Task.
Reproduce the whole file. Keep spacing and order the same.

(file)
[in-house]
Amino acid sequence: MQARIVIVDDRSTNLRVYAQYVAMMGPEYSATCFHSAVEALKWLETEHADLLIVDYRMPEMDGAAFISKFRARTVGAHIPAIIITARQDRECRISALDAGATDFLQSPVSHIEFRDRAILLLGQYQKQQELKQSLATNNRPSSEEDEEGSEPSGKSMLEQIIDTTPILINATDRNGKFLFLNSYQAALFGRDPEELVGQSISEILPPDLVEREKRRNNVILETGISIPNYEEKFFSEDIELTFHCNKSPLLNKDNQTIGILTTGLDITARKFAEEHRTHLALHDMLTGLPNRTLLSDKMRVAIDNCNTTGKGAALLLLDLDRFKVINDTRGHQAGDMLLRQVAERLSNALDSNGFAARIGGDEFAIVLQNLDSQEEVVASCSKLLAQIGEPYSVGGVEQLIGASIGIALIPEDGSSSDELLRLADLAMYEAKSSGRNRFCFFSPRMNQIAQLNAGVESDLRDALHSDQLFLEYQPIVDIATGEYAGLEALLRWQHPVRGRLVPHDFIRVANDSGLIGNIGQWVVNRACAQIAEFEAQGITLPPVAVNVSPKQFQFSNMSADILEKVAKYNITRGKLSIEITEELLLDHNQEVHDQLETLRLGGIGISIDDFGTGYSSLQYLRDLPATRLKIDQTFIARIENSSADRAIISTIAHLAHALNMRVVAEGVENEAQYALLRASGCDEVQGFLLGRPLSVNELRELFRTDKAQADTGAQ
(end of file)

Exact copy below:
[in-house]
Amino acid sequence: MQARIVIVDDRSTNLRVYAQYVAMMGPEYSATCFHSAVEALKWLETEHADLLIVDYRMPEMDGAAFISKFRARTVGAHIPAIIITARQDRECRISALDAGATDFLQSPVSHIEFRDRAILLLGQYQKQQELKQSLATNNRPSSEEDEEGSEPSGKSMLEQIIDTTPILINATDRNGKFLFLNSYQAALFGRDPEELVGQSISEILPPDLVEREKRRNNVILETGISIPNYEEKFFSEDIELTFHCNKSPLLNKDNQTIGILTTGLDITARKFAEEHRTHLALHDMLTGLPNRTLLSDKMRVAIDNCNTTGKGAALLLLDLDRFKVINDTRGHQAGDMLLRQVAERLSNALDSNGFAARIGGDEFAIVLQNLDSQEEVVASCSKLLAQIGEPYSVGGVEQLIGASIGIALIPEDGSSSDELLRLADLAMYEAKSSGRNRFCFFSPRMNQIAQLNAGVESDLRDALHSDQLFLEYQPIVDIATGEYAGLEALLRWQHPVRGRLVPHDFIRVANDSGLIGNIGQWVVNRACAQIAEFEAQGITLPPVAVNVSPKQFQFSNMSADILEKVAKYNITRGKLSIEITEELLLDHNQEVHDQLETLRLGGIGISIDDFGTGYSSLQYLRDLPATRLKIDQTFIARIENSSADRAIISTIAHLAHALNMRVVAEGVENEAQYALLRASGCDEVQGFLLGRPLSVNELRELFRTDKAQADTGAQ